For Earth Day
A Short Reading List that Hugs the Earth
by M.L. Faunce

Back on April 22, 1970, I rode my bike through Rock Creek Park in Washington, D.C., with hordes of other enthusiasts celebrating America's first Earth Day. On that day, for the first time that anyone could remember, streets were closed to vehicular traffic. It was pedal power and flower power and grass roots activism with everyone intent on saving the earth.

On that day, I must have displayed my idealism as proudly as the slogan on the button pinned to my windbreaker, "Bike for a Better City." This was the greening of America - a currently popular book on the '70s' culture took the same name - and a new environmental day was dawning, symbolically and really. But the forces that came together for that first Earth Day and catapulted protection of the environment into a national issue actually began nearly a decade earlier.

In 1962, Rachel Carson published Silent Spring as a wake-up call to the consequences of abusing our environment. Silent Spring was on my senior reading list in high school, and I read the book just before graduation and heading off to Ocean City for a week with my classmates. Maybe you were there, too, walking the boards. I've never forgotten the book or that coming-of-age trip to the beach.

On Earth Day 1999, Rachel Carson would be pleased at some of the progress we've made to protect the environment as we head into the next millennium. Still, she would roll over in her grave if she could see the new line-up of SUVs - 10-cylinder behemoths like the redundantly named Denali Yukon - that give new meaning to the term 'gas guzzler.' For the woman who first introduced many of us to the word chlorofluorocarbon, more was always less where chemicals and fossil fuels were concerned.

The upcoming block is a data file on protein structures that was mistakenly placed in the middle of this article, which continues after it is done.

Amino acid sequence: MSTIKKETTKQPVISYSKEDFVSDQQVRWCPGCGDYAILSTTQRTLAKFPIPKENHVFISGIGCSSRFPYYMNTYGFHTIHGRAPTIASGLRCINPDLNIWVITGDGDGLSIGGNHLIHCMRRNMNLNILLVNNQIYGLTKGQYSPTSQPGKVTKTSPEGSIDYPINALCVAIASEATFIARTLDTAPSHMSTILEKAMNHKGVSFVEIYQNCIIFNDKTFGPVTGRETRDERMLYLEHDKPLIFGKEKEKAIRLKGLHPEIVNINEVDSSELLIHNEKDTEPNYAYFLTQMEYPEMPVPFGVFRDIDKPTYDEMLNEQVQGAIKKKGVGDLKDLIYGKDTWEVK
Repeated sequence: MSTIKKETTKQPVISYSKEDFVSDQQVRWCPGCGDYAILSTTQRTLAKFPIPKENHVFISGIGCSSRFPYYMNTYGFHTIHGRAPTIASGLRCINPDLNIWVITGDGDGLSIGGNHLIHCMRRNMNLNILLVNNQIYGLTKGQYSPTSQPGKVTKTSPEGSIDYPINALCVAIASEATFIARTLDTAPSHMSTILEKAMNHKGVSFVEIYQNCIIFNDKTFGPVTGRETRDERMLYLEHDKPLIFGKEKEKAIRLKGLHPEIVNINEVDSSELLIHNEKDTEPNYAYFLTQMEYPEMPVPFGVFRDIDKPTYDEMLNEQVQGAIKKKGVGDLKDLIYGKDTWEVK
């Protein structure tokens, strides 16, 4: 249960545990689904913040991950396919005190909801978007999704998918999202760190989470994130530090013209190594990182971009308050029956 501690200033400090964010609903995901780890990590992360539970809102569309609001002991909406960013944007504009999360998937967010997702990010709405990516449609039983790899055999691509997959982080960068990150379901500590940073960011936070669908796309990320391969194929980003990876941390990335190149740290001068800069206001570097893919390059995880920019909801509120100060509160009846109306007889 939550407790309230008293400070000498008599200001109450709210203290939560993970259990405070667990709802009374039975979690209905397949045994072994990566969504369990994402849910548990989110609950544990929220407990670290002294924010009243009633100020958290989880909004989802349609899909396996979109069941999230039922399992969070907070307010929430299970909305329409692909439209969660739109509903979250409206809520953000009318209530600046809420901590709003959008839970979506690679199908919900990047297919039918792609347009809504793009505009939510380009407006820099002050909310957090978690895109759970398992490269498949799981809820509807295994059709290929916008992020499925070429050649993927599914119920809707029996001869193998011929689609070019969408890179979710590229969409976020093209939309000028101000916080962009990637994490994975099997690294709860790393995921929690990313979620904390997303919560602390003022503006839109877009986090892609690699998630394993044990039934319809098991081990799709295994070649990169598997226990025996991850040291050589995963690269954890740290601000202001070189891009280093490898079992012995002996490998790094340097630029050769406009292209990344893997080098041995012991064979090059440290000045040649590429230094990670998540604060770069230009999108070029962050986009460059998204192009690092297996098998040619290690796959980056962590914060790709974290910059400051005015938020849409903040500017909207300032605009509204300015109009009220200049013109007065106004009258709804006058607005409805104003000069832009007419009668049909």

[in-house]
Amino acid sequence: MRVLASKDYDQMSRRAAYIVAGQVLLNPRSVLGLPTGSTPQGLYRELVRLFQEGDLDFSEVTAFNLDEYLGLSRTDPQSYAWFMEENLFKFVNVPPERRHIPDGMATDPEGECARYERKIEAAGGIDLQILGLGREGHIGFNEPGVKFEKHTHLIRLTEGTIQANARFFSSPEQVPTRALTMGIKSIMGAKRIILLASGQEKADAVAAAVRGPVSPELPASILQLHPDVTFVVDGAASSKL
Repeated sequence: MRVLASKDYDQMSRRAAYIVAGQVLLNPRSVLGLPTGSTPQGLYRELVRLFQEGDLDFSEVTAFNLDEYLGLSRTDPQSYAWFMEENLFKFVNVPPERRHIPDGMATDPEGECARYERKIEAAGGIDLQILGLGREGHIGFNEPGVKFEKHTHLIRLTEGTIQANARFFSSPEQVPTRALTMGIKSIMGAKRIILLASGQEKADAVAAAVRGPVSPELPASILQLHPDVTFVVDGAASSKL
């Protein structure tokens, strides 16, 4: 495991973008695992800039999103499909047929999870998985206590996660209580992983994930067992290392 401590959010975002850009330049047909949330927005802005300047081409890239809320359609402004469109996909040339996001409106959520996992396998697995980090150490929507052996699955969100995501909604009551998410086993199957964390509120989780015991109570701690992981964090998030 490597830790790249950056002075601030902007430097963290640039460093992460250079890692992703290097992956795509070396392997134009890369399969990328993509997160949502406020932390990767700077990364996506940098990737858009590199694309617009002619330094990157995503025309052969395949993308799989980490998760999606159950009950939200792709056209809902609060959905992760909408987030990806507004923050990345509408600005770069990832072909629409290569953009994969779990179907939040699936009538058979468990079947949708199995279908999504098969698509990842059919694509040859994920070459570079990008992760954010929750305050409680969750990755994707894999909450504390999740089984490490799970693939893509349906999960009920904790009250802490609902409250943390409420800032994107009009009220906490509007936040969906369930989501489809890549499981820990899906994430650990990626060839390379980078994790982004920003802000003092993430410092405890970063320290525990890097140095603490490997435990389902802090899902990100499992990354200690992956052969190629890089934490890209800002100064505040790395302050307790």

Rereading what many still call the most influential environmental book of modern times, I find the story every bit as chilling as a Stephen King novel. Americans did heed her call and banned DDT. But as New Bay Times co-founder Bill Lambrecht recently reminded me, "DDT is still used in farming around the world, in overpopulated and developing countries, and the more they use the stuff, the more resistant the pests are. It's an endless cycle."

The cycle portrayed in Silent Spring is not a pretty story, and Carson sugarcoats nothing in telling unpalatable facts about chemicals in what she called "man's war against nature." As we celebrate spring and Earth Day, we would do well to remember Carson's cautionary tale of a "spring with no voices" - particularly before we stock up on pesticides and insecticides this gardening season.

In a variation of the theme, Edward O. Wilson II takes us on a tour through time in The Diversity of Life. The famous entomologist helps us examine the nature of life from the emergence of new species to the diminishment of global diversity. You won't be surprised to learn, once again, that the latest spate of extinction is "caused entirely by man."

Biologists both, Carson and Wilson urge us to protect our planet's biological wealth. Both offer important words for all who care about "preserving the world's biological richness and ensuring the planet's and its inhabitants' future."

After you have digested these two stiff doses of reality, I recommend you treat yourself to John Taylor's Chesapeake Spring. (Or, if life seems too uncertain to start with Carson and Wilson, have your dessert first and begin with this lovely narrative on nature).

Taylor - artist, author and our neighbor in Bay country - will help you see the glory of nature that still surrounds the holy ground between the rivers and the Bay in Chesapeake country.

Rachel Carson, Edward Wilson and our own John Taylor show us how to make every day Earth Day.

| Issue 16 |

Volume VII Number 16
April 22-26, 1999
New Bay Times

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